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The Scariest Number of All: Your Credit Score
By: Jaci Buscher | Date November 2, 2014
Banks and other financial institutions rely heavily on your credit score for determining how much money they are willing to lend you. However, what people oftentimes don't realize is that insurance rates are also dependent on your credit score. According to a survey from the National Foundation for Credit Counseling, more people are embarrassed to admit their weight (12%) than their credit score (30%). This means that either our country is full of people who are confident in their weight, or we could use some advice on how to improve our credit score.

First and foremost, you should check your credit score and see if any information on the report is incorrect. If any information is wrong, you can dispute the error online through Equifax, Experian, or TransUnion. Another thing you want to look at is your history of late credit card payments. If you generally pay on time but have just a couple hiccups in your history, you might be able to talk with the company and ask them for a good-will adjustment. If you are able to negotiate with a company, be sure to get their promise in writing before giving them any extra money or paying off your account.

If you don't yet have a credit card, look into getting one or two. If you already have a couple credit cards, you can also improve your credit score by increasing your credit limits. Even if you don't need a credit card or more credit, having the ability to spend more money but not actually spending it shows companies that you have restraint. When determining your credit score, your credit utilization ratio is analyzed based on your credit limit and how much you actually charge. This ratio should be no more than 30% but preferably much lower.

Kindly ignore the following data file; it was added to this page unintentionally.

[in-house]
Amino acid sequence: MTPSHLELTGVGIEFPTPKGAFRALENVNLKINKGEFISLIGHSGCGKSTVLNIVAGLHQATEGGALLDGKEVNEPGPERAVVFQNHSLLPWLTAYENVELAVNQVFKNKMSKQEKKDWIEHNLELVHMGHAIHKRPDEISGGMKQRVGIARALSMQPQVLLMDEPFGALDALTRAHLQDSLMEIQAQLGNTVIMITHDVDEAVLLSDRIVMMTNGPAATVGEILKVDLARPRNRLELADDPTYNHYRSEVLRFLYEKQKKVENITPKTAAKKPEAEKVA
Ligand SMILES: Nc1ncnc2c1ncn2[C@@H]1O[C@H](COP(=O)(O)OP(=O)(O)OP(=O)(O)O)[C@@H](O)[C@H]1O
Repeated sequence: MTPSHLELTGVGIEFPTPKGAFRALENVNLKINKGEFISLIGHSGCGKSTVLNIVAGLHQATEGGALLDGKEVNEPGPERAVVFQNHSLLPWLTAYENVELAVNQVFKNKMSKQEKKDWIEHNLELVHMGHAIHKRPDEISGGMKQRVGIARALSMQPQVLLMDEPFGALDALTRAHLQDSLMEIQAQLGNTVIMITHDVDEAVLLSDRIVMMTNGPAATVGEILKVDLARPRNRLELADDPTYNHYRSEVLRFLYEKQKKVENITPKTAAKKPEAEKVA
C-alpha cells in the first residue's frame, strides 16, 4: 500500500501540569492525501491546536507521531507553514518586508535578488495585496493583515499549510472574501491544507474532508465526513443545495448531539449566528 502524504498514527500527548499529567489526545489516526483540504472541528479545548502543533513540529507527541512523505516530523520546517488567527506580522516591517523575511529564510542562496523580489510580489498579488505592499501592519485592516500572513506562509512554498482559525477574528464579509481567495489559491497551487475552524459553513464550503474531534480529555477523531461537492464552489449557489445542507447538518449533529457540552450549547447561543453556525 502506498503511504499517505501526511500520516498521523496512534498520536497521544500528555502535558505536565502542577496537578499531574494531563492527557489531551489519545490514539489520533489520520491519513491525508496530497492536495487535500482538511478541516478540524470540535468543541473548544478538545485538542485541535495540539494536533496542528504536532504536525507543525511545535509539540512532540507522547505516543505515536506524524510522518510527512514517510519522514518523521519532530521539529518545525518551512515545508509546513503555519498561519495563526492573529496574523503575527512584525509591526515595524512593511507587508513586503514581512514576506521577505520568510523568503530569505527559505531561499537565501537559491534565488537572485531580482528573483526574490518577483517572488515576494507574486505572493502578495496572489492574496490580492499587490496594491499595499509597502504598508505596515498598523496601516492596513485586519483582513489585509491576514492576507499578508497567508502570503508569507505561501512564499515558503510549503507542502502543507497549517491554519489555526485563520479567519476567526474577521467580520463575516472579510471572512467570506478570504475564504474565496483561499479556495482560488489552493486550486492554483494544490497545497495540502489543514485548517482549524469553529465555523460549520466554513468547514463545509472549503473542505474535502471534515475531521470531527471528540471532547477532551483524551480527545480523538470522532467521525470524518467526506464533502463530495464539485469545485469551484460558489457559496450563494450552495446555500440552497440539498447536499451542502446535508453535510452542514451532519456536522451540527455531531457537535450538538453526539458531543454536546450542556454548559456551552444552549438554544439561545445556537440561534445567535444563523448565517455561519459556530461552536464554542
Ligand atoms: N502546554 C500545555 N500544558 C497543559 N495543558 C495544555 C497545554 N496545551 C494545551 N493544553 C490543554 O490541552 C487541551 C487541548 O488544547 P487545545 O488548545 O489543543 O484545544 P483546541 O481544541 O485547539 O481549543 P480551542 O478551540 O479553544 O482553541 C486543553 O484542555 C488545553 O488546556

People also don't usually realize that closing a credit card can negatively impact your credit score. To you it might seem that you are being responsible for getting rid of unnecessary credit, however financial institutions see it as a decrease in your credit limits. Instead of closing that card, use it for an automatic monthly payment to keep it active without having to actually think about using it.

Finally, instead of paying all of your bills at the same time each month, sit down a couple times per month and pay just a few bills. Using a lot of your credit all at once doesn't look good so it is better to split up those large payments into smaller amounts.

There seems to be a lot of uncertainty associated with credit scores and how they are calculated. Even if these tips only boost your credit score a couple points, it is well worth it in the long run to take control of your credit instead of letting it control you. If you have any further questions on how insurance companies use your credit score, please feel free to give us a call.